Developed By: Visual Concepts
Published By: 2K Games
Platforms: PlayStation 4 & 5, Xbox One & Series S/X, PC
Reviewed On: PS5
Review Code Provided 2K Games
It has been two years since WWE2K20 came out as one of the worst-reviewed games of all time. It quickly gained a cult following from wrestling and non-wrestling fans alike due to how the hilarious and game-breaking bugs resulted in endless memes and funny video compilations. Personally, as a pro wrestling fan who grew up on the Attitude Era and endless hours of the Smackdown games, it felt kind of soul-crushing that the game just felt the culmination of years of missteps and failure to innovate. It was too complicated, too bloated, and ended up too broken.
Thanks to 2K Games, I was given the opportunity to jump into this year’s entry and I really was gritting my teeth for just more disappointment. I am glad to say that WWE2K22 feels like a rightful bounce back that just manages to steer the series back on track but doesn’t really push the series further than it should have.
Graphics & Music
Graphically the game looks and plays great. Some of the character models like The Rock, Edge, and Rey Mysterio looks and feel eerily close to their real-life counterparts but it does go through the same track record of having other less popular wrestlers not looking as great. Obviously, more care must go into the more popular and established wrestlers and I’m thankful at least even the wrestlers with the least attention paid to them still look quite good with this new engine. When it comes to the graphics the highlight is most definitely during the entrances where the wrestlers, arenas and the crowd is in full display and is quite a spectacle, especially for wrestling fans.
When it comes to the sound design it was a bit of a hit-or-miss experience. The soundtrack is quite good with inclusions such as Royal Blood’s Typhoon but at the same time wears its welcome out almost at lightspeed due to how limited it is. This is the most apparent in the MyGM mode where you will spend the bulk of your time in menus only to have the same repetitive songs play over and over almost to maddening levels. When it comes to voice acting it was damn solid, especially in the MyRISE mode where wrestlers such as Road Dogg, and Shawn Michaels with your created character perform enthusiastically enough for it to be enjoyable and not robotic. Sound effects during the wrestling itself are clear and impactful with the only awkward moments being the wrestlers grunting. There are moments where the grunting can be weirdly distracting probably due to a combination of awkward silences but it’s still not that bad.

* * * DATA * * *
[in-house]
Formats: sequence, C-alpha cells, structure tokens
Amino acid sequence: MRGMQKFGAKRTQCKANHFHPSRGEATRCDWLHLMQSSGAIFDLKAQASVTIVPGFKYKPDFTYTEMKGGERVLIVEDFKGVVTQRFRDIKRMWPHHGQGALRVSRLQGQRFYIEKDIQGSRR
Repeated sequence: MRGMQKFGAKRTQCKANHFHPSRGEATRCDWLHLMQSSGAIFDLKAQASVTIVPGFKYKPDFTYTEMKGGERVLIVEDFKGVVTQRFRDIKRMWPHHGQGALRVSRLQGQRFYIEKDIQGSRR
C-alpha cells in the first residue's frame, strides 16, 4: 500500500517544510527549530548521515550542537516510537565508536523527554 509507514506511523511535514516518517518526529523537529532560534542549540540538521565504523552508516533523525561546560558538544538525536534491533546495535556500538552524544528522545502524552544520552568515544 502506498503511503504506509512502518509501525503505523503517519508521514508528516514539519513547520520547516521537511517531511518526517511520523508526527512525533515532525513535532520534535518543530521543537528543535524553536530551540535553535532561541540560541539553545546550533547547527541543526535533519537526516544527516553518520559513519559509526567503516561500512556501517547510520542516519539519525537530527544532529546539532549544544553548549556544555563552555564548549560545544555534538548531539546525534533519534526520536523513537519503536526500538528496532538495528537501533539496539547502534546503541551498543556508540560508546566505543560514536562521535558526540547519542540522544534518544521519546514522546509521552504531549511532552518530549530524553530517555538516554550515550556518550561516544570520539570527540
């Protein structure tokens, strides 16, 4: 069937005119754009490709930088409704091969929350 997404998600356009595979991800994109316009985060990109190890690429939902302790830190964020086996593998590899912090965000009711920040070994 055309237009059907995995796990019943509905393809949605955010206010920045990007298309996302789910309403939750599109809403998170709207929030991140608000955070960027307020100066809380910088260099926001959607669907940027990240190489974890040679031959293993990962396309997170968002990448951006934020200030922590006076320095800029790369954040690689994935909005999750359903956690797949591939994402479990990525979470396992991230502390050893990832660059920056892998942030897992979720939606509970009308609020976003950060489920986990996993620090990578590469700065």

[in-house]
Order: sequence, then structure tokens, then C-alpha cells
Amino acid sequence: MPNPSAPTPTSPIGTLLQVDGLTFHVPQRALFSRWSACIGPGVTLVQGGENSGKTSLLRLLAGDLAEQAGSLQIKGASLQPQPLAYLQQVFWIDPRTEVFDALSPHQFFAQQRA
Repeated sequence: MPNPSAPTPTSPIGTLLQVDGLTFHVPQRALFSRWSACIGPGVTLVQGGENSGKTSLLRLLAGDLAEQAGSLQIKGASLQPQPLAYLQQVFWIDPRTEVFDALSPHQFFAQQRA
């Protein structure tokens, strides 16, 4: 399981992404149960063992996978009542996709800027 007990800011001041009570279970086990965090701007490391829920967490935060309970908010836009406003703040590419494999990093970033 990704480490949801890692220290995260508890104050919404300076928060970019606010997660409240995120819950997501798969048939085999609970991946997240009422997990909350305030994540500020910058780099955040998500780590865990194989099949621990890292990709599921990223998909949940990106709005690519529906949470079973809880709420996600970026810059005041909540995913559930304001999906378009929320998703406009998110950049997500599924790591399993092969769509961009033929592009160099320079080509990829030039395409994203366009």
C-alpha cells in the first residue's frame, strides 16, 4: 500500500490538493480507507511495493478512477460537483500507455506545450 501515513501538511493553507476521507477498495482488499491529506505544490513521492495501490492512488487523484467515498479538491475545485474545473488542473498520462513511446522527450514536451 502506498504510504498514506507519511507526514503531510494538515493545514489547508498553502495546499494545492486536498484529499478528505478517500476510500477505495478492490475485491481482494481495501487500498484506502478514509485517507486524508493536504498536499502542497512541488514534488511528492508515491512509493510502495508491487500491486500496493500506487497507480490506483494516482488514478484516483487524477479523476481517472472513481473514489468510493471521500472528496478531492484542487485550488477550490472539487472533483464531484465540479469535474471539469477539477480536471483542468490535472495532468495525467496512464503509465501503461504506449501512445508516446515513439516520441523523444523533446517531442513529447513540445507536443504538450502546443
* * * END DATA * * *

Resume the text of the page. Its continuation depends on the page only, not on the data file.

The commentary work has also been largely solid when it comes to calling the matches themselves. For me at least if it’s effective enough to not be distracting it is getting the job done and they succeeded here.
Presentation & Gameplay
I really like how much the UI has improved dramatically from the last iteration. It’s simple, clean, and responsive enough to get the player to whichever mode they want to jump into without it being overly designed. It’s not perfect however as there are some menu options even on the PS5 that still requires loading to get into mostly related to online options like the community creations and etc. I am glad that at least they opted to go with a very clean and light feel for it.
When it comes to the gameplay, I really like almost all the changes that they have done with the controls. It feels like a perfect balance between the simulation and arcade aspects of the gameplay which I appreciated so much more. Previous entries chose to go more and more into simulation aspects and to be honest it just felt not as fun as it should have been so I’m glad they rectified it here.